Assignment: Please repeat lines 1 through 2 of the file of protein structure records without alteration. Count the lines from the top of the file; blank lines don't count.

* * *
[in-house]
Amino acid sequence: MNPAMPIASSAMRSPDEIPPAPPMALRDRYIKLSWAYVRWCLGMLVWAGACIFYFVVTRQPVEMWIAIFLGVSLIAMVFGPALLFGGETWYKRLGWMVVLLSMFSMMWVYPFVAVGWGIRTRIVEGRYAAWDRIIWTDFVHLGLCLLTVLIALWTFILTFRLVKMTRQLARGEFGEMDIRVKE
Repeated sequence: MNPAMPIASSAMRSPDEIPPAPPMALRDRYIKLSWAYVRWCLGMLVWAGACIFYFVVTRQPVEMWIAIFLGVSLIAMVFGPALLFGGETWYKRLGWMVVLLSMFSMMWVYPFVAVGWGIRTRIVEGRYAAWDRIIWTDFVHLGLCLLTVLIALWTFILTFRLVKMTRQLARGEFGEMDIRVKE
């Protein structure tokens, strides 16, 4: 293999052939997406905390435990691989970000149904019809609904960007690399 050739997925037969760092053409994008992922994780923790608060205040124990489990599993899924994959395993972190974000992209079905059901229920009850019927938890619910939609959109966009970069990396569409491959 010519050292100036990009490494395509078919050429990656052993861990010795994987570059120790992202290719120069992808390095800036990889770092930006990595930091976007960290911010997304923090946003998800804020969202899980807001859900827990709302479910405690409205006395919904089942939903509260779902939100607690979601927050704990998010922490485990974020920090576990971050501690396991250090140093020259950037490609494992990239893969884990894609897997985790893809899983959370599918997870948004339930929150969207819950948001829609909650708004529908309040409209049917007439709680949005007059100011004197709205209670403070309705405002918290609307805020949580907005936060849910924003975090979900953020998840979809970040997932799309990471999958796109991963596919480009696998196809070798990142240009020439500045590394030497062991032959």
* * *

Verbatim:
[in-house]
Amino acid sequence: MNPAMPIASSAMRSPDEIPPAPPMALRDRYIKLSWAYVRWCLGMLVWAGACIFYFVVTRQPVEMWIAIFLGVSLIAMVFGPALLFGGETWYKRLGWMVVLLSMFSMMWVYPFVAVGWGIRTRIVEGRYAAWDRIIWTDFVHLGLCLLTVLIALWTFILTFRLVKMTRQLARGEFGEMDIRVKE